Should I become a manager?

Over the years I have been a programmer, support engineer, people manager, and now an entrepreneur.

Should I become a manager?
Should I become a manager?

My most difficult switch during my journey was when I went from a support engineer to a people manager. The opportunity appeared as an internal job opening right when the company I was working for introduced a management layer for the first time.

I wasn’t sure if I should apply or not. On one hand, I had spent quite a long time as a support engineer and it was time for a change. On the other hand, being a people manager was something totally different for me. Could I do it? Would my peers, who would now become my directs, respect me as their manager?

After asking them and explaining why I wanted to try that, I got their support. So I went ahead and applied. I never regretted that career change.

Should you become a manager if you ever face the dilemma? Here is what I have learned all these years.

If you know or are prepared to learn how to:

  • Talk to people. Like, talk a lot. TALK A LOT.
  • Organize effective meetings only when it should be a meeting.
  • Work with numerous spreadsheets, that are all over the place. The rate of spreadsheet creation is exponential.
  • Create and track OKRs, KPIs, Goals, Metrics, you name it. All of the buzzwords and abbreviations.
  • Use email effectively. Like, a lot.
  • Track the performance of your team.
  • Write performance reviews for your team.
  • Deliver performance reviews to your directs.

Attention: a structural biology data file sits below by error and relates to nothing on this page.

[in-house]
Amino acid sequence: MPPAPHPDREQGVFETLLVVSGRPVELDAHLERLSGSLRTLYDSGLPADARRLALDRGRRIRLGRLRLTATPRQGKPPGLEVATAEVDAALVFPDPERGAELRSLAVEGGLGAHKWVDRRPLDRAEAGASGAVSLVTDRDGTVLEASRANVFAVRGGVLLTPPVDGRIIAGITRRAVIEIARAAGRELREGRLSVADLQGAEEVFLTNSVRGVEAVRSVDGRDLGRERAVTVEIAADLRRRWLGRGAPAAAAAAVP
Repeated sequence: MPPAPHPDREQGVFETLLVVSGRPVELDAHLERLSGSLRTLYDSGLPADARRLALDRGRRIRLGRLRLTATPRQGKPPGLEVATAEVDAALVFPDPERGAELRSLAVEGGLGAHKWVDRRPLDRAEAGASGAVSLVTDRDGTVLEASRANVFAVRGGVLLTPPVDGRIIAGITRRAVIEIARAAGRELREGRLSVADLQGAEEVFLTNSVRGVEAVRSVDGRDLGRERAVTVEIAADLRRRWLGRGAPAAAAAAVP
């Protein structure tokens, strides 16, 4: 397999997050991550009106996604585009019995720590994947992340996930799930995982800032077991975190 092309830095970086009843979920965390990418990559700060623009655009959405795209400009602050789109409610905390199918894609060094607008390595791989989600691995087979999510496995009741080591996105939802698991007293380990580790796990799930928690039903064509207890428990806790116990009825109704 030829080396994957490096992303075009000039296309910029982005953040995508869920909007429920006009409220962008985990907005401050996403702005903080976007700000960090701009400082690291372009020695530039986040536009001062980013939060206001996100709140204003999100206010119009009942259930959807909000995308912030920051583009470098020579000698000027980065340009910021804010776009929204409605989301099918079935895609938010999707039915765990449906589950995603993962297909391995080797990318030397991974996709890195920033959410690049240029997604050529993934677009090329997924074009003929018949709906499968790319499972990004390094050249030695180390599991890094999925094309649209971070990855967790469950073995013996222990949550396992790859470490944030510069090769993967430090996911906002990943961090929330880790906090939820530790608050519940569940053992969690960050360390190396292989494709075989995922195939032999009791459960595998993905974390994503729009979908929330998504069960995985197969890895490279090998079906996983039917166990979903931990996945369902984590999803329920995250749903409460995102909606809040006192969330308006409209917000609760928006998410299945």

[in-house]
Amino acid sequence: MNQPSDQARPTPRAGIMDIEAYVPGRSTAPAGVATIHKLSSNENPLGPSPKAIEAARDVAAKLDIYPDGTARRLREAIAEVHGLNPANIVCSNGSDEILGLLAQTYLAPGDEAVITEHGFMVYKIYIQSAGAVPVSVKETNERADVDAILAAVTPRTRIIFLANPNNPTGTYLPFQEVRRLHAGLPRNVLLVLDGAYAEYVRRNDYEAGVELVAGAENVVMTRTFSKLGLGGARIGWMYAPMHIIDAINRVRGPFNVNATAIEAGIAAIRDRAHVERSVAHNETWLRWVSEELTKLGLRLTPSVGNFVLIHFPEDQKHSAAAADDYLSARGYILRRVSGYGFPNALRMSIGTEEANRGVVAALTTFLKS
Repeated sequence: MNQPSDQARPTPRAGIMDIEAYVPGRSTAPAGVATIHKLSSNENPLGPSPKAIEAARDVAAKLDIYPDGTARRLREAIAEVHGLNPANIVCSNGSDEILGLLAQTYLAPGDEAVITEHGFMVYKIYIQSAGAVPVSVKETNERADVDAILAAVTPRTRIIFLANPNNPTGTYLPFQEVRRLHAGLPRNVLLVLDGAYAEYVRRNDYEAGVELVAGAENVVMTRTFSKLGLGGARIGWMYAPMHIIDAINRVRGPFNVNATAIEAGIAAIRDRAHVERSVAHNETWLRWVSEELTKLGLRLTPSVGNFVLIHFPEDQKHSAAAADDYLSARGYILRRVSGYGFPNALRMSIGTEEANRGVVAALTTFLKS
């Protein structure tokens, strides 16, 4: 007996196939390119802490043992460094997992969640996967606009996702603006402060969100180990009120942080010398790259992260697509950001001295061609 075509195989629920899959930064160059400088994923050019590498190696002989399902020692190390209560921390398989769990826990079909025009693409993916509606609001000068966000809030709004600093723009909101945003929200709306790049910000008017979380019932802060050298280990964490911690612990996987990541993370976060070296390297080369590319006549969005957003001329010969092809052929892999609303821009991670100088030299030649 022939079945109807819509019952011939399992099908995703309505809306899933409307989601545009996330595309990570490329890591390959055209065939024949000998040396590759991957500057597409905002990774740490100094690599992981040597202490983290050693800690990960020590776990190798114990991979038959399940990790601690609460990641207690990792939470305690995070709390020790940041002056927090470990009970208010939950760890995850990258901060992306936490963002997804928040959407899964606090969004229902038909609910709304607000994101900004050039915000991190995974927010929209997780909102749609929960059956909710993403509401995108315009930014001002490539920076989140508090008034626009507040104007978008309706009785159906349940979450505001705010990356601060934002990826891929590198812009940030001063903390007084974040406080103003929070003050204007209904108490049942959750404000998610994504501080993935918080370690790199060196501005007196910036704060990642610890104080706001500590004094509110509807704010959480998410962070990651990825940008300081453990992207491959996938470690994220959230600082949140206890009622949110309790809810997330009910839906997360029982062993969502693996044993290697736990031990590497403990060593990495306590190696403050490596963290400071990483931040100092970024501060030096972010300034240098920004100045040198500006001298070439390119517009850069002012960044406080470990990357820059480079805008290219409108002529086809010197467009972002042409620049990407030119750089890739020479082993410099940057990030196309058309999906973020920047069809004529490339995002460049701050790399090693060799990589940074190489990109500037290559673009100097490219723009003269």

• Give feedback, both positive and negative.
  • Manage 360 feedback.
  • Deal with people’s issues.
  • Coach folks.
  • Find them a mentor.
  • Help them grow and with their career path.
  • Communicate effectively through different channels.
  • Adjust the same message to many different audiences, up and down.
  • Repeat things many times until everyone has actually heard it. Like, many times.
  • Delegate the work and stop doing it yourself.
  • Prepare interview questions, do interviews, and hire people.
  • Design performance improvement plans and track them.
  • Fire people.
  • Do weekly one on ones with your directs.
  • Work closely with your peers.
  • Deal with push-back.
  • Deal with poor performance.
  • Deal with sexual harassment.
  • Know when to get HR involved.
  • Use the right communication channel for the right purpose.
  • Make & communicate decisions, not always based on consensus.
  • Inspire and motivate.
  • Plan meet-ups for your remote teams.
  • Be present to accommodate your distributed team members.
  • Write job descriptions.
  • Write expectations.
  • Deal with conflicts.
  • Admit you are wrong.
  • Accept feedback.
  • Manage up.
  • Avoid gossip.
  • Find a balance between what the company wants and what your directs want.
  • Support your team.
  • Advocate for your team.
  • Actively listen.

There are so many other things to list, but I am stopping here. You must be getting the point. If you don’t like most the things above, you may want to stick to what you like to do.

Is that path inevitable? No. If you are a senior programmer, you can become a principal programmer and stay there until the end. Replace “programmer” with any individual contributor position and you are good to go.

Become a manager only if you love the idea of serving your team and the company. Strive to keep on learning and improving. Ask for feedback frequently.

HeavyMelon is building Supportress. A simple and fast customer support tool at an unbeatable price. It helps you stay calm and productive. Subscribe to this blog, subscribe to our monthly HeavyMelon Newsletter, or ask us to add you to the private beta.

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Petros Amiridis View All →

Petros is a software writer since 1998, when he graduated from CITY College with a degree in Computer Science. He took a small break to work at GitHub Support for 9 years as a support engineer and a people manager. He quit GitHub to found HeavyMelon, a calm fully remote company. You can check what he is doing and where you can find him online now.

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